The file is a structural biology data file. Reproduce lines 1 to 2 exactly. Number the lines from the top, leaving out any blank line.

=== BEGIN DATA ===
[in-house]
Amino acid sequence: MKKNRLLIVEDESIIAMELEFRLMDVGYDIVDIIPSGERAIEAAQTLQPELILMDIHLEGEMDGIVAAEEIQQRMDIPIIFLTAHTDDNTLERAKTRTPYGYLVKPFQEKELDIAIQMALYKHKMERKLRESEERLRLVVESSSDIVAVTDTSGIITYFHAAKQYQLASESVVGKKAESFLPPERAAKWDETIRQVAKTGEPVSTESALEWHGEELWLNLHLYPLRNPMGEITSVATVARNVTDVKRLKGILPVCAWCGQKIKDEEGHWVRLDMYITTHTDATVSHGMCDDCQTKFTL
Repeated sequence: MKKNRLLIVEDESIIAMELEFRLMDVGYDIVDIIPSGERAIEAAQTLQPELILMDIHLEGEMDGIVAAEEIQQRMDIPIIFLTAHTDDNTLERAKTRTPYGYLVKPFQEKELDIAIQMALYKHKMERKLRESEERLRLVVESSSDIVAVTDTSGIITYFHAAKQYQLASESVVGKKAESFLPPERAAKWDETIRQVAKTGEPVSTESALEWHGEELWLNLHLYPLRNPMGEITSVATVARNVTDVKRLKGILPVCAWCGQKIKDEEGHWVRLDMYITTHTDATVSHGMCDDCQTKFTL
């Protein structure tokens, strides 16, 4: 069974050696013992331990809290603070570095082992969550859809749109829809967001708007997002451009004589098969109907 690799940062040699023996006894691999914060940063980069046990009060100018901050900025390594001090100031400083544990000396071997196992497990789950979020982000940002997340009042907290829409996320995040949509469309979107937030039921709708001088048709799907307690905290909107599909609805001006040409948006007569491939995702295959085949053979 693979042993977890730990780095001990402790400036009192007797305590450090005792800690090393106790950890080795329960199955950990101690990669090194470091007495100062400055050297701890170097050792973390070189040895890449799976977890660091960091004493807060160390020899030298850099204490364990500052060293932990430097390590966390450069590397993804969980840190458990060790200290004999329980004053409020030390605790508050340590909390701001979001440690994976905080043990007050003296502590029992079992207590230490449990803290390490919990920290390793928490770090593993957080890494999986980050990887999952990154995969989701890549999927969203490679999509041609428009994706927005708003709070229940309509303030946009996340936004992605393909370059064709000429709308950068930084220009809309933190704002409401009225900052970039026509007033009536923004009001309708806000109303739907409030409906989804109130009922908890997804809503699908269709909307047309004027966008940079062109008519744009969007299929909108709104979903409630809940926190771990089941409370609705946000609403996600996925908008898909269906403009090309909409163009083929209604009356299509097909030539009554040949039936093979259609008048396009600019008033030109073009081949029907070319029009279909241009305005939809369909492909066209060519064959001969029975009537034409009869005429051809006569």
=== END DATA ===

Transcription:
[in-house]
Amino acid sequence: MKKNRLLIVEDESIIAMELEFRLMDVGYDIVDIIPSGERAIEAAQTLQPELILMDIHLEGEMDGIVAAEEIQQRMDIPIIFLTAHTDDNTLERAKTRTPYGYLVKPFQEKELDIAIQMALYKHKMERKLRESEERLRLVVESSSDIVAVTDTSGIITYFHAAKQYQLASESVVGKKAESFLPPERAAKWDETIRQVAKTGEPVSTESALEWHGEELWLNLHLYPLRNPMGEITSVATVARNVTDVKRLKGILPVCAWCGQKIKDEEGHWVRLDMYITTHTDATVSHGMCDDCQTKFTL